Is this the most sought after job for Next Gen Indians?

Jun 3, 2011

In this issue:
» Will China topple US in banking?
» Housing loans under more scrutiny
» Can pension funds boost Indian stock markets?
» The next 'safe haven' currency
» ...and more!
---------------------------------------------- Don't Miss! ----------------------------------------------

He's the Oracle of Omaha.

He's the world's most successful investor.

Your guess is right.

The Warren Buffett Quiz. Click Here to participate. It's Free!


Jobs in consultancies and investment banks are still amongst the most sought-after in India, even after the financial crisis of 2008. Rewind to a decade back and it were the software coders that every teenage Indian looked up to and aspired to be. However, it seems that the next generation of Indians would prefer to toil under the burning sun rather than sit in plush air conditioned offices. At least that is what an article in leading business daily claims. It cites the examples of professionals working with MNCs quitting their jobs to become farmers. Yes, you read that right! Given the steady rise in prices of food products in recent months, farming is the next obsession for a small group of young and educated Indians.

Why do the farmers then commit suicide you may ask! Honestly, we ourselves do not see the young and ambitious agricultural entrepreneurs doing too well in the long run. That is unless the government policies change dramatically in their favour.

Despite years of subsidies and minimum pricing offered for agri produce, the small and marginal farmers continue to remain at the mercy of rainfall. True the educated lot can use research and technology to their advantage. But at the end of the day, inability to sell the produce at profitable rates could make the sophisticated farmers as debt burdened as their illiterate peers.

Hence farming could certainly be a good option for a nation of young and largely unskilled population. Literacy and better technology could also help minimize risks. The certainty about rise in commodity particularly food prices makes the option that much more lucrative. However, in the absence of adequate government policies to secure farmlands and make farming a profitable venture, the scope remains limited. We keep our fingers crossed.

Do you think farming can be a good career option for educated Indians? Share your comments with us or post your views on facebook page.

 Chart of the day
Financial inclusion requires banks to open as many branches as possible in the hinterlands. This is to allow the unbanked population access to banking channels. However, as seen in today's chart, data from the RBI shows that the share of rural bank branches has dropped from 58% to 38% of total branch network in the past decade. An obvious reason is rapid urbanization and classification of erstwhile rural areas as urban regions. However, resistance from the banks to open branches in less profitable areas is a cause for worry.

Data source: RBI

Leading consultant, PriceWaterHouse Coopers (PwC) has released a report that states China would become the world's largest banking economy by 2023. It would surpass the US to take the crown. Chinese banks are heavily tapping into China's huge untapped domestic population. In addition to this, they are rapidly expanding their footprint into the fast growing emerging markets that have a booming demand for financial products. Especially from the young and increasingly wealthy population.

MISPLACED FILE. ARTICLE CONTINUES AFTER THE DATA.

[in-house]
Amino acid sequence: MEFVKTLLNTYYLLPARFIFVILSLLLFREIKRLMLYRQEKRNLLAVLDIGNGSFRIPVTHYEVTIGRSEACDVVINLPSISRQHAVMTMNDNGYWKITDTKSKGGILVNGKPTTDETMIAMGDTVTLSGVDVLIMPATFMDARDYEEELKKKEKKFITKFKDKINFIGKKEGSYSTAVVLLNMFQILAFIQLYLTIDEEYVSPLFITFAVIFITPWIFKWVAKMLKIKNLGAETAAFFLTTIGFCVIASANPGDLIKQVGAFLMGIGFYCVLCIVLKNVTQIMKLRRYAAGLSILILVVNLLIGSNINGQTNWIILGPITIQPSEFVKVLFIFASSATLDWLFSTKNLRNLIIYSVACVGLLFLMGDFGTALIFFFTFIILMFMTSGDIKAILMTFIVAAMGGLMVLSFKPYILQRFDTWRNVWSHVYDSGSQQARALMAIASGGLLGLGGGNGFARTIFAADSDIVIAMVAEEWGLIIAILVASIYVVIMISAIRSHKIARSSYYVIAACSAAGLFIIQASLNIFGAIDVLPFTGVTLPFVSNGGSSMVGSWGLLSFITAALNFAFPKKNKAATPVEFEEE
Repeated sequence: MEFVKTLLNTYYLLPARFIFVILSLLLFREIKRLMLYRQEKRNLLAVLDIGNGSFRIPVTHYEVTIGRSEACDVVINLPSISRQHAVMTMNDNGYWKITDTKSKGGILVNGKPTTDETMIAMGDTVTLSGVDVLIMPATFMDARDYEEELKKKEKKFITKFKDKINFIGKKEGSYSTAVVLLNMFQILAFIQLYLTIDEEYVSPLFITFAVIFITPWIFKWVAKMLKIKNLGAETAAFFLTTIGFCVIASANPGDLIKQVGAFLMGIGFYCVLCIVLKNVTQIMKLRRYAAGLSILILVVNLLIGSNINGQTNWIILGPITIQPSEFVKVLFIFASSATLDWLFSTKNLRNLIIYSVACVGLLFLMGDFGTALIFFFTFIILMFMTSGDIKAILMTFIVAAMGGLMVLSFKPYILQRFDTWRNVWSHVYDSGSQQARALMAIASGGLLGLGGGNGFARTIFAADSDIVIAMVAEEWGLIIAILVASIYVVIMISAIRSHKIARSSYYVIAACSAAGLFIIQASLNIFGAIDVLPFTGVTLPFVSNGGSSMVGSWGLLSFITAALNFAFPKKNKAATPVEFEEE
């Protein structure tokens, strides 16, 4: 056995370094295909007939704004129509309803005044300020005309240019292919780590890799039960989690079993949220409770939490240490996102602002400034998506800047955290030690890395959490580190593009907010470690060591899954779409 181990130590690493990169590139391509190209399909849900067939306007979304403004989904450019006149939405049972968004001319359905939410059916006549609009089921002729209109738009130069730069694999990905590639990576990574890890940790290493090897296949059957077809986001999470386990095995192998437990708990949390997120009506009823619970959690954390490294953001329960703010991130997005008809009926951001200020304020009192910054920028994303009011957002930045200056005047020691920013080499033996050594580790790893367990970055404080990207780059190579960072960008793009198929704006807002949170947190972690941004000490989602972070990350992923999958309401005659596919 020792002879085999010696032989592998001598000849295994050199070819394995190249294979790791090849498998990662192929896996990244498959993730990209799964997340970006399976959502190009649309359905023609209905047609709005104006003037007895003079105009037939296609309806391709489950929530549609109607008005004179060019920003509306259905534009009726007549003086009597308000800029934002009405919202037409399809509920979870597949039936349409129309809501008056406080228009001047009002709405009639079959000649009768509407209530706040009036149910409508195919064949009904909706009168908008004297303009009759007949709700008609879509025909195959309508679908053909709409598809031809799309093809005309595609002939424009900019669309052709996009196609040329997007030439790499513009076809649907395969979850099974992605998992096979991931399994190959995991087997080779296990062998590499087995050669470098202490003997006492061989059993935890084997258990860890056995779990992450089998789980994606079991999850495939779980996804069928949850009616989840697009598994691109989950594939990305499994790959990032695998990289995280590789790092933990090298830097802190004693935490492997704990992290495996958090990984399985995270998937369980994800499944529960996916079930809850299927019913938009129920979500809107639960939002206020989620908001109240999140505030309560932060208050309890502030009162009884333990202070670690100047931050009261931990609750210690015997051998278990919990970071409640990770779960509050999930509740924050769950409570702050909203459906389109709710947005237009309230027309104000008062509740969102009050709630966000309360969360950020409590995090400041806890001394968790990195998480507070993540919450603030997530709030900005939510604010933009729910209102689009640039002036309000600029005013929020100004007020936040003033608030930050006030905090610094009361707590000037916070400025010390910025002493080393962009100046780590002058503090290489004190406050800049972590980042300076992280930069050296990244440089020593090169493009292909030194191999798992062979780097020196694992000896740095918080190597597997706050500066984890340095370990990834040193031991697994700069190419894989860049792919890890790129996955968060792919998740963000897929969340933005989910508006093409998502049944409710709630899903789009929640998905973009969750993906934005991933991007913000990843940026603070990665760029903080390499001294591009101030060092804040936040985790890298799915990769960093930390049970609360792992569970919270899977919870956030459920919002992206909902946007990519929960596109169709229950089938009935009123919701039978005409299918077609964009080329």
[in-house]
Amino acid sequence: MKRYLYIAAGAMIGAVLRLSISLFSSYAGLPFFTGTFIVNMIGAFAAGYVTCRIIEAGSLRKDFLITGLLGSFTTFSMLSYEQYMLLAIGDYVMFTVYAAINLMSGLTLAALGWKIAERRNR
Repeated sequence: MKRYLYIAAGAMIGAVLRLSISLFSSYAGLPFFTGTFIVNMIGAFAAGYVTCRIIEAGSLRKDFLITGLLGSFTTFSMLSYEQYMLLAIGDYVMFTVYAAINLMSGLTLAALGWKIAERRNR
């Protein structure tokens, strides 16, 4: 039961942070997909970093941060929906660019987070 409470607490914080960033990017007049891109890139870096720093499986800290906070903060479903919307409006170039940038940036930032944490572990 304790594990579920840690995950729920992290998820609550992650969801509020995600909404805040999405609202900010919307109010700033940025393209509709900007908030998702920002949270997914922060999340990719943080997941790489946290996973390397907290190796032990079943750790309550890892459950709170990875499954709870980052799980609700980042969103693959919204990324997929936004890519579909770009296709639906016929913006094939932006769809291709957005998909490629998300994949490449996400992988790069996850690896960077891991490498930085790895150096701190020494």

The western banks on the other hand have been severely weakened by the financial crisis. As a result, they have started to lag behind their counterparts in the emerging markets. This would eventually lead to a change in the global scenario where countries like China and India overtake current leaders US and Japan.

The underlying assumption is valid and it will probably come true that China does overtake US in terms of domestic banking. However, it is important to note that Chinese banks do have a reputation of forced lending. As a result, they tend to have a high proportion of poor quality assets on their balance sheets. This feature increases the risks associated with them. So if China were to become the global leader then would we see another banking crisis because of the additional risk? We certainly hope not.

Ever since the global financial crisis erupted in late 2007 with the root cause pointed to the US housing market, properties and lending to them has become a touchy topic indeed. What happened in the US is well documented in history. Makings of a property bubble were witnessed in China as well as banks lent indiscriminately to property players.

India's financial sector never had to deal with the kind of problems that the US and China faced. But regulators here want to make doubly sure that lending to the real estate sector is within certain limits. And with this aim in mind, the National Housing Bank (NHB), has increased the own funds requirement for a housing finance company fivefold to Rs 100 m. This is to ensure that only serious players enter the business. Net owned fund is the aggregate of the paid-up equity capital and free reserves.

Of course, big players who are already in the business and have sufficient capital at their disposal will not really be impacted by this new limit. But the smaller players will now have to shore up their capital base. Real estate in India has been a very grey area. This has been due to poor disclosures by companies and so many scams and scandals. Little wonder then that the housing finance regulator wants to ensure that lending to this sector does not get out of hand.